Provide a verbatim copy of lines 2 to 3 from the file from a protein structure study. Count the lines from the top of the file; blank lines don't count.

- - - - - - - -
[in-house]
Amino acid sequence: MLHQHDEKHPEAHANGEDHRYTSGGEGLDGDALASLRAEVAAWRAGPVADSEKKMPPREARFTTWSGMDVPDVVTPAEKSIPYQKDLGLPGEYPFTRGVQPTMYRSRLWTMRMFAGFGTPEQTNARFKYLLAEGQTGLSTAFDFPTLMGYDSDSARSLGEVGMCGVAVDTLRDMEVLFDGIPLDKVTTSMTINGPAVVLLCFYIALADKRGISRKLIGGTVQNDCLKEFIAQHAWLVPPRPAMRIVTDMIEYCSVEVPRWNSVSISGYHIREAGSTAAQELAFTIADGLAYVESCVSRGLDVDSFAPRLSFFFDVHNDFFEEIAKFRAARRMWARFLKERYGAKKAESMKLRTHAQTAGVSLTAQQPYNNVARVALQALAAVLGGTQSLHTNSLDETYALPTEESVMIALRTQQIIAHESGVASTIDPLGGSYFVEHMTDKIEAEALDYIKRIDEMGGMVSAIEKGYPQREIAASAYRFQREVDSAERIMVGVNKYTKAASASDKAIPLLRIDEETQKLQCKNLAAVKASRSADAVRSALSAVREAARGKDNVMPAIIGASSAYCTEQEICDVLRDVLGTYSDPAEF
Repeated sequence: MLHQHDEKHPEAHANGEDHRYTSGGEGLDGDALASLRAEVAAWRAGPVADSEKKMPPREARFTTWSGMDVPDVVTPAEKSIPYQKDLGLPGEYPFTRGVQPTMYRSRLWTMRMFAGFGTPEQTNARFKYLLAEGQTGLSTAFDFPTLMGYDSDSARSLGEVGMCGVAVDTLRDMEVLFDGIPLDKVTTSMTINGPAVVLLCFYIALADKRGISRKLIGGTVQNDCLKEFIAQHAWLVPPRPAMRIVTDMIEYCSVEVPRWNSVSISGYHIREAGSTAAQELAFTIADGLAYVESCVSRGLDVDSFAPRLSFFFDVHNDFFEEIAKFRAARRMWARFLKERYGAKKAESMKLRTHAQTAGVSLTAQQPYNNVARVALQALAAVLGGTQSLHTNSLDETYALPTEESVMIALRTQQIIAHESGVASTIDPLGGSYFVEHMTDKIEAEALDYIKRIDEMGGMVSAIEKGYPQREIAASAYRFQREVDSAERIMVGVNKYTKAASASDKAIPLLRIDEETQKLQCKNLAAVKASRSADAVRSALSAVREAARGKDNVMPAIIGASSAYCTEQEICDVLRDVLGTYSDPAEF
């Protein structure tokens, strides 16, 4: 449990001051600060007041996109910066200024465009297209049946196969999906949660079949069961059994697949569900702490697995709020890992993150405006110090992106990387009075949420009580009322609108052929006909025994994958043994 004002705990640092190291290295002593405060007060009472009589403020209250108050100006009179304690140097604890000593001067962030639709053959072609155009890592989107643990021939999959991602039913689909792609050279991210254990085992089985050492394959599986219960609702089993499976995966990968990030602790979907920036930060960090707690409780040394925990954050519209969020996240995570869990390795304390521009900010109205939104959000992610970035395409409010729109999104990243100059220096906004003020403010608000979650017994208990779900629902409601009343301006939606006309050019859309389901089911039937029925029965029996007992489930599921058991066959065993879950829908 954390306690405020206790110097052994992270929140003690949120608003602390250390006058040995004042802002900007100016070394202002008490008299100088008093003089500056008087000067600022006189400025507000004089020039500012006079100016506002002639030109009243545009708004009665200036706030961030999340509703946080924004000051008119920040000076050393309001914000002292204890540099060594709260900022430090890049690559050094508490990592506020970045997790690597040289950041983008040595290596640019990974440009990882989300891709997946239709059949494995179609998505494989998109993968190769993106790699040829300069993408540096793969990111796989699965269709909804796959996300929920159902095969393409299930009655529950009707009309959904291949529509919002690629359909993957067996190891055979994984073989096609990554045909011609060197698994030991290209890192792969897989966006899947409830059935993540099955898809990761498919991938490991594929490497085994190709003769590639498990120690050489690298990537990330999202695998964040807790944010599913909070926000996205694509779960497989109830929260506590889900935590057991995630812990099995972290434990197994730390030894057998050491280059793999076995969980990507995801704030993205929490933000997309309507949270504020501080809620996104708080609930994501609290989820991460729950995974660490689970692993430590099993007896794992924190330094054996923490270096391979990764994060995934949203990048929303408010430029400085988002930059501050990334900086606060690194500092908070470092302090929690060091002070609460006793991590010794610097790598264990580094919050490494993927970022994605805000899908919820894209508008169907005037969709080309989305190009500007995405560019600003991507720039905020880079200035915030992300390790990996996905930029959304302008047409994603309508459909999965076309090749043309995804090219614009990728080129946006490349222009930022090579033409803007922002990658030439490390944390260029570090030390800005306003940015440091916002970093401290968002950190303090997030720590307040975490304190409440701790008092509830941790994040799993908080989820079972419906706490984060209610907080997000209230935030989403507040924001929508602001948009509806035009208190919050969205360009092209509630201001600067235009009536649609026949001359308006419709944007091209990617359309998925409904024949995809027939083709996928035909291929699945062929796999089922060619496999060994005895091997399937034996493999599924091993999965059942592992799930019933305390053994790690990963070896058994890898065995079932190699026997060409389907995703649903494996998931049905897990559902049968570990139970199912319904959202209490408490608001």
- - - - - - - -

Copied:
Amino acid sequence: MLHQHDEKHPEAHANGEDHRYTSGGEGLDGDALASLRAEVAAWRAGPVADSEKKMPPREARFTTWSGMDVPDVVTPAEKSIPYQKDLGLPGEYPFTRGVQPTMYRSRLWTMRMFAGFGTPEQTNARFKYLLAEGQTGLSTAFDFPTLMGYDSDSARSLGEVGMCGVAVDTLRDMEVLFDGIPLDKVTTSMTINGPAVVLLCFYIALADKRGISRKLIGGTVQNDCLKEFIAQHAWLVPPRPAMRIVTDMIEYCSVEVPRWNSVSISGYHIREAGSTAAQELAFTIADGLAYVESCVSRGLDVDSFAPRLSFFFDVHNDFFEEIAKFRAARRMWARFLKERYGAKKAESMKLRTHAQTAGVSLTAQQPYNNVARVALQALAAVLGGTQSLHTNSLDETYALPTEESVMIALRTQQIIAHESGVASTIDPLGGSYFVEHMTDKIEAEALDYIKRIDEMGGMVSAIEKGYPQREIAASAYRFQREVDSAERIMVGVNKYTKAASASDKAIPLLRIDEETQKLQCKNLAAVKASRSADAVRSALSAVREAARGKDNVMPAIIGASSAYCTEQEICDVLRDVLGTYSDPAEF
Repeated sequence: MLHQHDEKHPEAHANGEDHRYTSGGEGLDGDALASLRAEVAAWRAGPVADSEKKMPPREARFTTWSGMDVPDVVTPAEKSIPYQKDLGLPGEYPFTRGVQPTMYRSRLWTMRMFAGFGTPEQTNARFKYLLAEGQTGLSTAFDFPTLMGYDSDSARSLGEVGMCGVAVDTLRDMEVLFDGIPLDKVTTSMTINGPAVVLLCFYIALADKRGISRKLIGGTVQNDCLKEFIAQHAWLVPPRPAMRIVTDMIEYCSVEVPRWNSVSISGYHIREAGSTAAQELAFTIADGLAYVESCVSRGLDVDSFAPRLSFFFDVHNDFFEEIAKFRAARRMWARFLKERYGAKKAESMKLRTHAQTAGVSLTAQQPYNNVARVALQALAAVLGGTQSLHTNSLDETYALPTEESVMIALRTQQIIAHESGVASTIDPLGGSYFVEHMTDKIEAEALDYIKRIDEMGGMVSAIEKGYPQREIAASAYRFQREVDSAERIMVGVNKYTKAASASDKAIPLLRIDEETQKLQCKNLAAVKASRSADAVRSALSAVREAARGKDNVMPAIIGASSAYCTEQEICDVLRDVLGTYSDPAEF